Rock and Sun: Journey to Arches National Park
It was my last road trip in America before I returned to China. To make it a wonderful journey, I decided to go with the two people I cared about most: my boyfriend and my best friend. The three of us made a great traveling team.
This time, our destination was Utah, with its many breathtaking landscapes. Since we only had one weekend, we chose to travel to Arches National Park, which includes over 2,000 arches. When we saw photos of the park, the magnificence of rock formations reaffirmed our travel plans. I also found inspiration in Desert Solitaire, a book by Edward Abbey. Abbey worked as a park ranger in Arches from April to September, and described the primitive landscape of this canyon land. He referred to it as his home, and said it was the most beautiful place on earth.
When I visit a place like Arches National Park, I feel that the history of the human race is such a trifle compared to the history of earth and the masterpieces that nature has created.
After several hours on the road, we arrived in Utah in the late afternoon. We decided to go to the campground first and resume our journey the next day. It was difficult to find a nice campground during the high season. We finally found a spot close to Arches National Park.
After pitching a tent, we started the campfire. With help from the wind, we easily made the fire. We planned to prepare a BBQ feast. We sliced vegetables, made burgers, and put shrimp on skewers and put them all on the grill. The mouthwatering smell of food filled the campground. We digested the delicious meal with cold beers.
After this heavy meal, we took a walk to the nearby lake. It was a man-made lake surrounded by large grasslands with grazing cattle. We watched the stunning sunset and headed back to the tent. I didn’t get much sleep that night and woke up when the first gleam of light hit the tent. After eating breakfast, we started our full-day adventure in Arches National Park.
In his book, Edward Abbey wrote, “A man on foot, on horseback or on a bicycle will see more, feel more, enjoy more in one mile than the motorized tourists can in a hundred miles.” With his words in mind, we stopped at several places and took trails to enjoy the scenery. My boyfriend wore slippers on all the trails, and refused to change into hiking boots. He likes to do things differently than others and protests that hiking does not require professional gear.
We first stopped at the Balanced Rock and took the short loop trail. From this trail, we could see different angles of Balanced Rock and reach its base. Next, we took the Delicate Arch trail. The Delicate Arch is the most famous arch in the park. It seemed like all the tourists were going there.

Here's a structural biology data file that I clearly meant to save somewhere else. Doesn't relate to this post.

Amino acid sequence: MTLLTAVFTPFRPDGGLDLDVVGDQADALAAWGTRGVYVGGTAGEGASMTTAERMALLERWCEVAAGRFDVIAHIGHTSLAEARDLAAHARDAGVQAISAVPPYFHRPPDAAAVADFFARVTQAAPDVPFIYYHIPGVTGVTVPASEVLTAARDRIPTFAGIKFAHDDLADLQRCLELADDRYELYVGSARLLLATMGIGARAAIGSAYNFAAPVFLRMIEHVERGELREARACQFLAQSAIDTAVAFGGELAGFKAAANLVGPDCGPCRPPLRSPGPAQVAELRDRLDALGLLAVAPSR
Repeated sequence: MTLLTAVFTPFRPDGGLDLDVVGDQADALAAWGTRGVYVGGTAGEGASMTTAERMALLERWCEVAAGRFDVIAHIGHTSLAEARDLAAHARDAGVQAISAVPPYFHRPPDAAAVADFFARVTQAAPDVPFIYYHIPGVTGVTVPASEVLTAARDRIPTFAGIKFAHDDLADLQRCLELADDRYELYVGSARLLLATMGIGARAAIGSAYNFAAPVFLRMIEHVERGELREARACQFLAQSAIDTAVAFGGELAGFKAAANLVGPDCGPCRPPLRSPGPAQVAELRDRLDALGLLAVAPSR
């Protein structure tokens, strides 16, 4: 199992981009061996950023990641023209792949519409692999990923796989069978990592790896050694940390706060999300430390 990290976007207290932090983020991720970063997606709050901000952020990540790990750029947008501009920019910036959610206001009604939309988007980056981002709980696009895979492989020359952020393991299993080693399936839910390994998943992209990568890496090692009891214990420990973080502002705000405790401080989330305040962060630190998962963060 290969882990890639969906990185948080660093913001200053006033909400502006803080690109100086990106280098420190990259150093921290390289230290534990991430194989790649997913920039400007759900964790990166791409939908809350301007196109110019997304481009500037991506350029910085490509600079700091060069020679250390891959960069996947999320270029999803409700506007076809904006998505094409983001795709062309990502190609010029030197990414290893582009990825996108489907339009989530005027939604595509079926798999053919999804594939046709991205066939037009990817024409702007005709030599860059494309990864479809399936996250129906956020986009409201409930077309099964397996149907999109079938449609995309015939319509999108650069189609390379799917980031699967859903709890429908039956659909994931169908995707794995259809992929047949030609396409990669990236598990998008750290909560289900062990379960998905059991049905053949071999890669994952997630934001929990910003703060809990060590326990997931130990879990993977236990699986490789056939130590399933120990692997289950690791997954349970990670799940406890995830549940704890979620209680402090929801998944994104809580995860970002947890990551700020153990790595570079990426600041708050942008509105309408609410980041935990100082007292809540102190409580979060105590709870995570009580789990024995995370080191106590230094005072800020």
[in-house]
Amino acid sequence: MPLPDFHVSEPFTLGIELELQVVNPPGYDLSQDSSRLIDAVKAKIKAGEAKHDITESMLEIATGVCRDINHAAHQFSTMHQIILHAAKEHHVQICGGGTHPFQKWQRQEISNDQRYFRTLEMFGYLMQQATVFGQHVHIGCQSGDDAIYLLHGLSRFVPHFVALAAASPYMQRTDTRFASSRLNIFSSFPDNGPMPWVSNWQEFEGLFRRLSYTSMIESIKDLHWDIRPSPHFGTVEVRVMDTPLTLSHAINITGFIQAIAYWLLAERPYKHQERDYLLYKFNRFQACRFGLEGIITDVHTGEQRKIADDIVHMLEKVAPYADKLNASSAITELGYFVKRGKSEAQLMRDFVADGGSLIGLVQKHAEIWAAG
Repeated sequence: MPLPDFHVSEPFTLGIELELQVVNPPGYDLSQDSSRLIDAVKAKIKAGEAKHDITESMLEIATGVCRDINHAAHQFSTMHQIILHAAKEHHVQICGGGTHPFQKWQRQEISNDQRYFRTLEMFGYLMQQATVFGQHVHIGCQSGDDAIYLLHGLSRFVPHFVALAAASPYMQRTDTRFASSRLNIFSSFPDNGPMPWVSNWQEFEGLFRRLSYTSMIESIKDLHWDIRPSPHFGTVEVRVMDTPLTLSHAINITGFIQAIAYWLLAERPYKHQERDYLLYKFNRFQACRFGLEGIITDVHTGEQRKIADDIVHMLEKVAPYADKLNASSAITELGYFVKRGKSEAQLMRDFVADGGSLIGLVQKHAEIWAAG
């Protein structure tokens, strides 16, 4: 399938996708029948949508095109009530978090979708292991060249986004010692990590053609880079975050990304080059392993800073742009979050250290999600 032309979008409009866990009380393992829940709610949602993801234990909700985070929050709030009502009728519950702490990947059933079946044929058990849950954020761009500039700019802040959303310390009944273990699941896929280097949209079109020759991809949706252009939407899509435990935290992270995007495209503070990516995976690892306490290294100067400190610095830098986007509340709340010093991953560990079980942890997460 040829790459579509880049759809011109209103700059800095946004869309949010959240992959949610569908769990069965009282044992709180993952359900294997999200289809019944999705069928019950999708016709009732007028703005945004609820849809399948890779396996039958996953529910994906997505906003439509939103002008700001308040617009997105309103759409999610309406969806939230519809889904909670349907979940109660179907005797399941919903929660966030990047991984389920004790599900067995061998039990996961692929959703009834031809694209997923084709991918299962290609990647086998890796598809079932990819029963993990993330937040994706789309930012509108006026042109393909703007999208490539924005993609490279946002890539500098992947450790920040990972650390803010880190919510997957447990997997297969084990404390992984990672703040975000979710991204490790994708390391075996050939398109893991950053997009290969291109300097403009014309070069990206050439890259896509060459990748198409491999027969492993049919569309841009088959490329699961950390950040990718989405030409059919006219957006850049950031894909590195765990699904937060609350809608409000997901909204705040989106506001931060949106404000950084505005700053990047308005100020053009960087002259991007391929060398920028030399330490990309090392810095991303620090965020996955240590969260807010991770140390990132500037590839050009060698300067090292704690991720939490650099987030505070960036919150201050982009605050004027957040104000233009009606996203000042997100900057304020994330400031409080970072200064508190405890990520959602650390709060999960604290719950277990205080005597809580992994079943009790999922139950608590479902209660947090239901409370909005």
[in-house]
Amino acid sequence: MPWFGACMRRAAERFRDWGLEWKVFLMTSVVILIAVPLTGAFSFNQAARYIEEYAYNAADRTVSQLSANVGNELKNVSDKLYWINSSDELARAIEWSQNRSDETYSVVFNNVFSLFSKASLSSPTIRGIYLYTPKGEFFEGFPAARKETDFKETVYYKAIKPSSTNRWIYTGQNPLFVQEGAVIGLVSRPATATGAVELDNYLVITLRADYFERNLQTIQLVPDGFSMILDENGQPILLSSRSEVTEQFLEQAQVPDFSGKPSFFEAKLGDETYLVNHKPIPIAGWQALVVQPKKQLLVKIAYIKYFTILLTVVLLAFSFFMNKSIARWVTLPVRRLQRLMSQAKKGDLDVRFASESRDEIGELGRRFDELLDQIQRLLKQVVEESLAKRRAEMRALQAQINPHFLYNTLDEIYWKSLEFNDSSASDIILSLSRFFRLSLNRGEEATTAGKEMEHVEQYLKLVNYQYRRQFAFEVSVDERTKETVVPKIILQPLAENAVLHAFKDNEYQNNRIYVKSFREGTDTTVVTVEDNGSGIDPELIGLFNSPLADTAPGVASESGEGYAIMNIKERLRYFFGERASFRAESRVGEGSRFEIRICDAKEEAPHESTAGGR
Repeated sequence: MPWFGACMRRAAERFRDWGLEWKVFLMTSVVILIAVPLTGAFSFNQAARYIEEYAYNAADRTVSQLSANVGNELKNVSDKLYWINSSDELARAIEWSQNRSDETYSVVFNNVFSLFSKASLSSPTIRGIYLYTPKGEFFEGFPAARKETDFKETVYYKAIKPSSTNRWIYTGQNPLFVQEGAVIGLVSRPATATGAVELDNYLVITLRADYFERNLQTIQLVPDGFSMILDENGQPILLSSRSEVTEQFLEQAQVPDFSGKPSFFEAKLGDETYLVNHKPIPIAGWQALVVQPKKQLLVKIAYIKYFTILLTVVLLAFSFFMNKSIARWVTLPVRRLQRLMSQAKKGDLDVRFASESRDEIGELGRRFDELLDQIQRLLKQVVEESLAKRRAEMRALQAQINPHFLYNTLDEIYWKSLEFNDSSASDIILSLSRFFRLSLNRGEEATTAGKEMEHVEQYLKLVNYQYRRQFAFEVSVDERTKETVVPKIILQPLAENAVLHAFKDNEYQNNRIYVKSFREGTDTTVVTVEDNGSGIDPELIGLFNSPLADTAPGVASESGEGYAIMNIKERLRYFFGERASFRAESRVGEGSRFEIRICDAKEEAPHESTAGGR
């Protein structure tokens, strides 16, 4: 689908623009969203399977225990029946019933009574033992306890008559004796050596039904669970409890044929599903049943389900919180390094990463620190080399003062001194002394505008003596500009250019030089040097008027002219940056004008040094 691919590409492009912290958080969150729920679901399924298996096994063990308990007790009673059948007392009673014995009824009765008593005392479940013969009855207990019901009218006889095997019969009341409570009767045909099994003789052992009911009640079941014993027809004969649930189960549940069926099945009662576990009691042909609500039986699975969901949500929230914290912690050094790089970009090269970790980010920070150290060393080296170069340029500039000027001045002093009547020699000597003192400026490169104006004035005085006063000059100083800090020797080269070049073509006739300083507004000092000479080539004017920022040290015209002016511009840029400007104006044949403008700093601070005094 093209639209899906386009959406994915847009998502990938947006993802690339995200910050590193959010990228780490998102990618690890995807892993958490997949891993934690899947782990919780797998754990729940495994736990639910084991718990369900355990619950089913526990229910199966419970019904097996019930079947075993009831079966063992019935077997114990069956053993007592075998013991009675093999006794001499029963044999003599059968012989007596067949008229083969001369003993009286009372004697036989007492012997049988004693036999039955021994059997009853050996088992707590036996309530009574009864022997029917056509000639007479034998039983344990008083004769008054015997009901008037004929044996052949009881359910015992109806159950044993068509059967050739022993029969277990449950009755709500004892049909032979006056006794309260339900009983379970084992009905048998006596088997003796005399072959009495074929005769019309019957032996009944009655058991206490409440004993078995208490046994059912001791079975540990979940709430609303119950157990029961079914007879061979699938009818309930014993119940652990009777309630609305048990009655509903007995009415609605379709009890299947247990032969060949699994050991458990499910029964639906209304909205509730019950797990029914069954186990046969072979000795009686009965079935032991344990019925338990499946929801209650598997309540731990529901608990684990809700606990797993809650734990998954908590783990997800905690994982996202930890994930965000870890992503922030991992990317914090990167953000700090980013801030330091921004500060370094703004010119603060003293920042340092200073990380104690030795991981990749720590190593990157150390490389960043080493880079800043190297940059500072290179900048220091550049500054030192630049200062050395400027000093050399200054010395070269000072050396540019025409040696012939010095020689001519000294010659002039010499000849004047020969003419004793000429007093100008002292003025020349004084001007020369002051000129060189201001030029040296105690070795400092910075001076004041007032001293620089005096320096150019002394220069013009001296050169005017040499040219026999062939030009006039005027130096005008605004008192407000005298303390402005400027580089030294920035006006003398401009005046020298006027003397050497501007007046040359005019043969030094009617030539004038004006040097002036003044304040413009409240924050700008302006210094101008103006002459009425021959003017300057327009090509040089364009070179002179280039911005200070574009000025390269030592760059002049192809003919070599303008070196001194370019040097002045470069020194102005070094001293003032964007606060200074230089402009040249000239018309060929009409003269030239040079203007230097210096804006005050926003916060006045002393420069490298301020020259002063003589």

I thought of Abbey again with his idea of solitude in the desert. He had already forecasted that tourism would change Arches forever. Arches has become a world-famous national park and almost every road is now well paved and easily accessible even with wheelchairs. Thinking of this, I felt that I would never have a chance to see the real desert, the real wilderness that Edward Abbey described. Sitting afar from this iconic rock, we overlooked the magnificent landscape. From this point of view, I could see the many unknown places without legal trails to reach them.
The most gorgeous trail is the Devil’s Garden. Along this seven-mile trail, we witnessed lots of spectacular arches, such as Tunnel Arch, Pine Tree Arch, Landscape Arch, Partition Arch, Navajo Arch, and Double O Arch. Landscape Arch is really unique and it is the longest arch in the park. It looks dangerous and makes one wonder how it can stand as it does.
Partition Arch is my favorite arch. The arch creates a natural frame, through which there is a beautiful rock formation. There are also some trees near the arch, which create shade for tourists to rest on the cool rocks. Compared to some other arches, Partition Arch is quiet and the valley view through the arch is stunning.
The trails that we hiked in the park were not difficult. However, the hot weather tired us out. Fortunately, we brought plenty of water, and also carried a big watermelon. After finishing the Devil’s Garden trail, we returned to the parking lot, cut the big melon into pieces and shared the sweet moment together. People passed by and watched us eating the big watermelon, which made the melon taste even sweeter.
When I visit a place like Arches National Park, I feel that the history of the human race is such a trifle compared to the history of earth and the masterpieces that nature has created. The landscape of the American West stands for the spirit of freedom and wilderness.
Just like Edward Abbey write, “Men come and go, cities rise and fall, whole civilizations appear and disappear–the earth remains, slightly modified. The earth remains, and the heartbreaking beauty where there are no hearts to break….I sometimes choose to think, no doubt perversely, that man is a dream, thought an illusion, and only rock is real. Rock and sun.”